Doing family 21st century style

Nicky Lock

At my local gift shop they have a “family values word cloud” picture for sale.  Words like love, respect, warmth, safety, mum, dad and kids. Another one I found on the net included genealogy, bloodlines, life. It set me to thinking about how we talk about and model family in church. At my church the “models” of family that are presented from “the front” are the smiling pictures of the missionary families we support with their 3,4 or 5 children that are usually being home schooled by the not-working-outside-the-home-mother. Our two ministers have wives working in demanding roles outside the home, but rarely do we hear much about the struggle of juggling ministry, parenting, work and family life. Well, sometimes at morning tea there are snipes from stressed congregation members about how one of the ministers was unable to attend a certain meeting because they were taking their son to swimming lessons early afternoon* like “what normal working parent has the luxury to do that?”

Family life has changed out of all recognition from my growing up years in the 60’s and early 70’s when most families were intact, working mothers were rather frowned on in some circles, and after school activities were limited to playing in the street or the bush (depending on where you lived) or cubs or brownies if you were lucky. Wind the clock forward 30 years to when I was raising my own children: working mothers were much more the norm though not universal and most children were involved in a number of out of school sports and activities. Even then though there was a subtle (or not so subtle) message from Christian/church teaching that a mother’s role was in the home being the lynch pin of the Christian family.

I don’t want to argue here the rationale for working mothers, rather to accept that this is the social environment we live in, related to a mix of change in social values linked with the increasing unaffordability of housing in Australian cities (according to a recent Government report, median house prices in 84% of Sydney’s local government areas are unaffordable for workers like police and nurses).

So how do we set about thinking/speaking/preaching about individual family values as Christians? Even turning to scripture has its hermeneutical challenges as we seek to glean ideas and principles from documents written thousands of years ago when “doing life and family” was set in a completely different social milieu.

Firstly we need to recognise that just as we live in a multi-cultural society related to ethnic and social background, so too there is a wide variety of ways of doing family that are all valid and need to be accepted and affirmed. But conversely, there are ways that cannot be supported: for example the family where the parent fails to care adequately for their children or spouse because of their self-focused interest in work/sport/alcohol/friends/family of origin etc.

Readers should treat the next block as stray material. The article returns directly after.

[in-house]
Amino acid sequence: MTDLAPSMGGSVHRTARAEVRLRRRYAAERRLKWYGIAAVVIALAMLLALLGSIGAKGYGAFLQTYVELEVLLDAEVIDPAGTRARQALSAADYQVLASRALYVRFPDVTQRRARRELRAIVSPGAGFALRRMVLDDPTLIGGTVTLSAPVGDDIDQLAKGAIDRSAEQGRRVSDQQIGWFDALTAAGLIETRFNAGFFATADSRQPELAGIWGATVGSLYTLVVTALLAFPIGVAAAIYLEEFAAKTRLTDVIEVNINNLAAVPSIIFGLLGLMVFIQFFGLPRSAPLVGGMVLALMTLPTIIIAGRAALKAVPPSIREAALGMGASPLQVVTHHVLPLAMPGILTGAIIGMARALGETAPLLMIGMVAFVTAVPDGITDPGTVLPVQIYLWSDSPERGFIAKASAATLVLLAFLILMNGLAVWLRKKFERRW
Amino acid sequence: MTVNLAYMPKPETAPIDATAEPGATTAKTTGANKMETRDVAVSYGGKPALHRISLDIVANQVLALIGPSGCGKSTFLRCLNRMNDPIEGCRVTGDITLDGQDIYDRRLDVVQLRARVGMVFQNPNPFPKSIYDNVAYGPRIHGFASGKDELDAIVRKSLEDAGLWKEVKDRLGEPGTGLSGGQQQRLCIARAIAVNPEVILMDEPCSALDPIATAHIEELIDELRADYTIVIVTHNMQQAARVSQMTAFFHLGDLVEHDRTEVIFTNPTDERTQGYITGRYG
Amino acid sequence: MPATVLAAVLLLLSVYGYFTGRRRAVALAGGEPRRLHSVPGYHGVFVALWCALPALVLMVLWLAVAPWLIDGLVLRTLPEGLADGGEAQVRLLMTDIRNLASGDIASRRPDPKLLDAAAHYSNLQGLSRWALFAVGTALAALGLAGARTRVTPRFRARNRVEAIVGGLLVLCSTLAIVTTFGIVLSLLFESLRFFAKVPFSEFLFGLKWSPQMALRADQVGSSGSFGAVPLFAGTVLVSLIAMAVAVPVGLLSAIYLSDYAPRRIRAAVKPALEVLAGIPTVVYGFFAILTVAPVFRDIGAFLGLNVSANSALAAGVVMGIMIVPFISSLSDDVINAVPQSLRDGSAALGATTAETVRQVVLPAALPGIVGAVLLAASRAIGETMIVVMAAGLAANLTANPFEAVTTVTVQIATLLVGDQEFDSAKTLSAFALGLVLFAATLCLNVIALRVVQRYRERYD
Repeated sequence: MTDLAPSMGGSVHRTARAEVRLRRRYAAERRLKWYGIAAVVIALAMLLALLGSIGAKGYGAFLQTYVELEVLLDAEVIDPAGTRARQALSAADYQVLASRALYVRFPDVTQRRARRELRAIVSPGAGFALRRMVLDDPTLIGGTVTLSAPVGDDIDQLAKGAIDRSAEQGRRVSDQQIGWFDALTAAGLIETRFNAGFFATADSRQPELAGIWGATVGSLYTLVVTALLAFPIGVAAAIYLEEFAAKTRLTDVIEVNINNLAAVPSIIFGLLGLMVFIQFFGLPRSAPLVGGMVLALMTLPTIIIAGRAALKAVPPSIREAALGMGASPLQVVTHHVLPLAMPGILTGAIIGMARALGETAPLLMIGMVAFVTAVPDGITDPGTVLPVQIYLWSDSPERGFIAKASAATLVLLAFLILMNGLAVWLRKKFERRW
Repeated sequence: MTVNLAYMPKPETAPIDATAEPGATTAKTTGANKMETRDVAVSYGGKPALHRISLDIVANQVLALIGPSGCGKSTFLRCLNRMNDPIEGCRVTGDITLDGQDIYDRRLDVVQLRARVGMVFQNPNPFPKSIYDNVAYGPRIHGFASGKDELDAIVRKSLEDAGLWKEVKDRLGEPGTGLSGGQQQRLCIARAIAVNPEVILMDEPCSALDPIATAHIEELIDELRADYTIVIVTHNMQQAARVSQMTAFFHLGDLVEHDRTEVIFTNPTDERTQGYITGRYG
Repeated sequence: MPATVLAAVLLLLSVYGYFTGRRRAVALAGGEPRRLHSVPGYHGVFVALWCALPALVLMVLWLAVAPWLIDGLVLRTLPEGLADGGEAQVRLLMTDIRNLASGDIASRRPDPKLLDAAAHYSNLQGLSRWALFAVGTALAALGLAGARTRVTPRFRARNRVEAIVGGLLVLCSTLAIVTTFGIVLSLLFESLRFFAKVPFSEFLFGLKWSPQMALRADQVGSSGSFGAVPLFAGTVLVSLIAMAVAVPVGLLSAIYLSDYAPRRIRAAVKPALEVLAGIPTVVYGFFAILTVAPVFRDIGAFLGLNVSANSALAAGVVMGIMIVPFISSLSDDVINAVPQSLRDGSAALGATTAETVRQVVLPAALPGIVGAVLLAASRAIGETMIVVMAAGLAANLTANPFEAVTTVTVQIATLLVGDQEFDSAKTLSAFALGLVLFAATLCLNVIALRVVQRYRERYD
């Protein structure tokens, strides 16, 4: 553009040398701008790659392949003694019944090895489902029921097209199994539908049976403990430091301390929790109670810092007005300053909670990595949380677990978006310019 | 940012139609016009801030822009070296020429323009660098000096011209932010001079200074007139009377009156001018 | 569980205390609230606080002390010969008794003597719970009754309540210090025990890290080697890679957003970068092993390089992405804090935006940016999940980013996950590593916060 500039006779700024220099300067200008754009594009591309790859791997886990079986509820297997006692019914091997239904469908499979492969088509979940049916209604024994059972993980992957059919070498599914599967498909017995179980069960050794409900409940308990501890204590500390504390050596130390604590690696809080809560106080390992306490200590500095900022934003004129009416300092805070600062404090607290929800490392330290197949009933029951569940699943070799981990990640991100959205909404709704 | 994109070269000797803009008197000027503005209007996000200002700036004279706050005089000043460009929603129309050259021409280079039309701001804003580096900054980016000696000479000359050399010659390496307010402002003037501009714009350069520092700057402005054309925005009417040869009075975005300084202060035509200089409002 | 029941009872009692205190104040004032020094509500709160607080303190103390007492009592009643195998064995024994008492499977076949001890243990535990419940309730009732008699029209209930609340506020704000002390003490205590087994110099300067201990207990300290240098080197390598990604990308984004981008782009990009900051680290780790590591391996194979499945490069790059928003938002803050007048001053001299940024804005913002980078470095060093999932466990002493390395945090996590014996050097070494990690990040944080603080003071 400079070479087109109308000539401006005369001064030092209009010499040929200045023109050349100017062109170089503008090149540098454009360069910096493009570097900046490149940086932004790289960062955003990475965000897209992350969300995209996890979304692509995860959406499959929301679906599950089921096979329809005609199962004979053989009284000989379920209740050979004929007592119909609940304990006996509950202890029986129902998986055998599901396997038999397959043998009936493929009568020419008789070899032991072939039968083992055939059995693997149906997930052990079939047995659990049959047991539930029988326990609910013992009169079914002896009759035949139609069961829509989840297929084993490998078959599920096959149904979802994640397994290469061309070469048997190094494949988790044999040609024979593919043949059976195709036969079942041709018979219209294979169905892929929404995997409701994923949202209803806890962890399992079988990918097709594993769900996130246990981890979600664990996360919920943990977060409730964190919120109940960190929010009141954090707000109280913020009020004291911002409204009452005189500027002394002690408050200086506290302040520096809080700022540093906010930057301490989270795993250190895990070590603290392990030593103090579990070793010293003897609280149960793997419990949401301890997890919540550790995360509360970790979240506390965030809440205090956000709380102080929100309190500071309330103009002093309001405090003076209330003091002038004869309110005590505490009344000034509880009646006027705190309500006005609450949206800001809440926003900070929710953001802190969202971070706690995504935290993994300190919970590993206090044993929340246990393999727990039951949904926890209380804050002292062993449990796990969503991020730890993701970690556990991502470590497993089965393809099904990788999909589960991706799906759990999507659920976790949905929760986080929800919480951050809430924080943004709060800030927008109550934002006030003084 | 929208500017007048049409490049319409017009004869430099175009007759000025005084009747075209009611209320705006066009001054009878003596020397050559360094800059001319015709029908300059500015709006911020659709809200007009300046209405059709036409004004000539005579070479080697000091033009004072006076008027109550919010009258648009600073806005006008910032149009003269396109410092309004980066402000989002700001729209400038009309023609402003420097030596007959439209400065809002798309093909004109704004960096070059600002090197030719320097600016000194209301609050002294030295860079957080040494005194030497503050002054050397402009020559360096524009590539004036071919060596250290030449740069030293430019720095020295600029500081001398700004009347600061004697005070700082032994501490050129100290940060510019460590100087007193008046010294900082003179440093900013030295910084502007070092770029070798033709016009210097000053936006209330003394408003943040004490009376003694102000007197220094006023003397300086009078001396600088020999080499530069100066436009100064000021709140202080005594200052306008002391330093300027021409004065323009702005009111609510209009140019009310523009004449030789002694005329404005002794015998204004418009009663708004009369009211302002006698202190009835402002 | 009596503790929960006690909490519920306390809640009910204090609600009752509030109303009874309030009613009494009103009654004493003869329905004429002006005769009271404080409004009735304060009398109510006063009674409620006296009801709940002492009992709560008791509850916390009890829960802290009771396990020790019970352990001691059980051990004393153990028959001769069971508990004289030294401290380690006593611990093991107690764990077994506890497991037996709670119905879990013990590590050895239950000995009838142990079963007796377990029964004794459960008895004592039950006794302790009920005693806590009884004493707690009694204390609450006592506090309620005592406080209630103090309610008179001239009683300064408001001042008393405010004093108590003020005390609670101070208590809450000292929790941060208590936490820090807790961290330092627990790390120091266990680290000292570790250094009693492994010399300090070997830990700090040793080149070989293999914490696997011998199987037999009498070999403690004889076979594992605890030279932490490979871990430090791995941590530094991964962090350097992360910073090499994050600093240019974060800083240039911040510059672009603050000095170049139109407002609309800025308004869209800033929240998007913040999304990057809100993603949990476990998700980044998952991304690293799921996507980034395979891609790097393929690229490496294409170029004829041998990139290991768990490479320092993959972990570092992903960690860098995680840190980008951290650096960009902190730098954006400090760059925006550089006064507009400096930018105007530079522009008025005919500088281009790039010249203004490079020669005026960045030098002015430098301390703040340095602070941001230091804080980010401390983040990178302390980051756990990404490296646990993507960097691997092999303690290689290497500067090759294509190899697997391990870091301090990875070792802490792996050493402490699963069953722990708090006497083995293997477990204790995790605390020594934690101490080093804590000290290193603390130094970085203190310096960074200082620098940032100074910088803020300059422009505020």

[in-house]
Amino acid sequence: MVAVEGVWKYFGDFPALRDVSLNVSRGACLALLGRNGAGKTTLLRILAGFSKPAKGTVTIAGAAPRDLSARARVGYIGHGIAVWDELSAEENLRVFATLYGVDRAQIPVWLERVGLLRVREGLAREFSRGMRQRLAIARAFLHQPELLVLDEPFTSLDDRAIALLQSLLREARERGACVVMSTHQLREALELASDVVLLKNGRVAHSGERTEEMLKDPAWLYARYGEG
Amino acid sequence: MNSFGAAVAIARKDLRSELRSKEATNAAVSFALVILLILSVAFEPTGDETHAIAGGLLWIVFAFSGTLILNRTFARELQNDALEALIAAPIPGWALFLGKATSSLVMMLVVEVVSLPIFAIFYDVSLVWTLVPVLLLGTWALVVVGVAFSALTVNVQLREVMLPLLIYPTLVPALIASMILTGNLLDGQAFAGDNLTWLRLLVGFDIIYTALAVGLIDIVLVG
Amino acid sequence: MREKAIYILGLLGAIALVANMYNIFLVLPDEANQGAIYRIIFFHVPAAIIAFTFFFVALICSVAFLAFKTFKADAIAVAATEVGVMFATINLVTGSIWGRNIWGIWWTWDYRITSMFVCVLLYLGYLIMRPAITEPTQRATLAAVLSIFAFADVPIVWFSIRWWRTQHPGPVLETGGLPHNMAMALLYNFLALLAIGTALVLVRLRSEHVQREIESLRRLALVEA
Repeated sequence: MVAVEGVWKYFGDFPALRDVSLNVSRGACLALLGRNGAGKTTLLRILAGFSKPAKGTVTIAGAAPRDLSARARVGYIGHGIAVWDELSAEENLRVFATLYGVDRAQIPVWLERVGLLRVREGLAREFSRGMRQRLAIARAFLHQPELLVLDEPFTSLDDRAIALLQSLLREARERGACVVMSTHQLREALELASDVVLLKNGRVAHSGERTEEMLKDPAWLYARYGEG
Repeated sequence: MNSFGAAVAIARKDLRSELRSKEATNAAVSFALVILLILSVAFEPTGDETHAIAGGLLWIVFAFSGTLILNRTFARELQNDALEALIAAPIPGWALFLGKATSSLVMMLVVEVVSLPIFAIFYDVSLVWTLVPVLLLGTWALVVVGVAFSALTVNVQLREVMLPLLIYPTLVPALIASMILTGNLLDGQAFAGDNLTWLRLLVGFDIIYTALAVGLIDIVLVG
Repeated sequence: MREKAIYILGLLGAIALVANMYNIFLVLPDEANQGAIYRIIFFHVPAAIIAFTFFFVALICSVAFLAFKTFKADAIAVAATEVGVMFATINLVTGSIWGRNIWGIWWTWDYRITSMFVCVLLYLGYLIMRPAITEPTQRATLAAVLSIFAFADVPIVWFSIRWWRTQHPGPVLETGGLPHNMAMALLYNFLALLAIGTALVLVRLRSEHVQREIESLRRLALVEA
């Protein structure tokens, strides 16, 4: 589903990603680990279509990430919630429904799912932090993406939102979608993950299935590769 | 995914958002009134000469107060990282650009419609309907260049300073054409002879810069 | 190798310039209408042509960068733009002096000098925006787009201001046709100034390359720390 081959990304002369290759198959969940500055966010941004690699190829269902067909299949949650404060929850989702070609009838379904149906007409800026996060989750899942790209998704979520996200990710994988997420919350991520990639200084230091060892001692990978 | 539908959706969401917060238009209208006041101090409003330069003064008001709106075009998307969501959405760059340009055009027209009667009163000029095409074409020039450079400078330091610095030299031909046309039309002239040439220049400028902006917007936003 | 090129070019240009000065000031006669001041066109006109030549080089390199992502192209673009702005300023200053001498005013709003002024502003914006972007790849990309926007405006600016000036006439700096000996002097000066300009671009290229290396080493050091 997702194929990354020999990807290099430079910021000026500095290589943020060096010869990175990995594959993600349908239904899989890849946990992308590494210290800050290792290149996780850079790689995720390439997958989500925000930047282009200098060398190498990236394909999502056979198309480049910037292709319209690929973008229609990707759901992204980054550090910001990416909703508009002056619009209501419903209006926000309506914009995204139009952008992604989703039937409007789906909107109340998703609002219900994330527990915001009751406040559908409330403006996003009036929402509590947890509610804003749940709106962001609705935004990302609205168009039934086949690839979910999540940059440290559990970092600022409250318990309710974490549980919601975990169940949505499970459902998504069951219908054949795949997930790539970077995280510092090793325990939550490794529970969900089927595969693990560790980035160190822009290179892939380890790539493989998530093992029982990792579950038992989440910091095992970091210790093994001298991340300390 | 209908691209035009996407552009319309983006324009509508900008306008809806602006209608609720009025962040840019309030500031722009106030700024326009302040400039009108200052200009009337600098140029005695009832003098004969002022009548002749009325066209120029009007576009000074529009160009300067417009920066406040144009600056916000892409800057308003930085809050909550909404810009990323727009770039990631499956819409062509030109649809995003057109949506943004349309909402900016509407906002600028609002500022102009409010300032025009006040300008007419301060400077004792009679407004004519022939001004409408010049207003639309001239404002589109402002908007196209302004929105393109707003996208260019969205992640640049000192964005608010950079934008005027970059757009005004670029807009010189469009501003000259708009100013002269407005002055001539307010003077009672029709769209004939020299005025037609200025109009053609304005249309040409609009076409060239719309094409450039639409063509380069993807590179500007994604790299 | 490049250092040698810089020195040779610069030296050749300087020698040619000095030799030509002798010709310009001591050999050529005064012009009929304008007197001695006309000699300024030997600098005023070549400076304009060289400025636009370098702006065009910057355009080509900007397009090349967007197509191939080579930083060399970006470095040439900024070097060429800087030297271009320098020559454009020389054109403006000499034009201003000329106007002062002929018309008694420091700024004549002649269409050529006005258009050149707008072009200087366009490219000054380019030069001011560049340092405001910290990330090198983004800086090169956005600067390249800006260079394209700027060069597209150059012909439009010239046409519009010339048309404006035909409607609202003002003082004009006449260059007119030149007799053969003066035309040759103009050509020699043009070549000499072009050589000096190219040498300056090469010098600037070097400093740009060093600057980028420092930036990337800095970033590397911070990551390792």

Some family focused websites suggest that each family draws up its own set of family values – what does this family, at this stage of its life, want to be prioritised by its members. This has the benefit of recognising that family lasts long beyond the intensely close years of child raising, and similar conversations could be had with the extended family. Having a clear set of values is useful as they can then be applied to a range of ways of “doing” family and are less prescriptive than a rule that says “we must all sit down to a meal each night”.

In my experience, some key family values are respect, cohesiveness, communication and flexibility. Balancing respect and cohesiveness allows for difference, but recognises that there is value in the family unit which needs to be tended and nurtured to allow it to continue well. Flexibility acknowledges the need for some structure in a family, but ensures that the unit can cope with change and negotiate new ways of being when there are external and internal stressors. How many families have adapted family patterns during the HSC period! It goes without saying that good communication is a pre requisite for fostering a climate of respect and cohesion, but equally, it is the time spent together and the respect and love that family members have for each other that underpin good communication.

The next challenge then is to think and work through a set of values for your church family…..

 

* details changed to protect identities!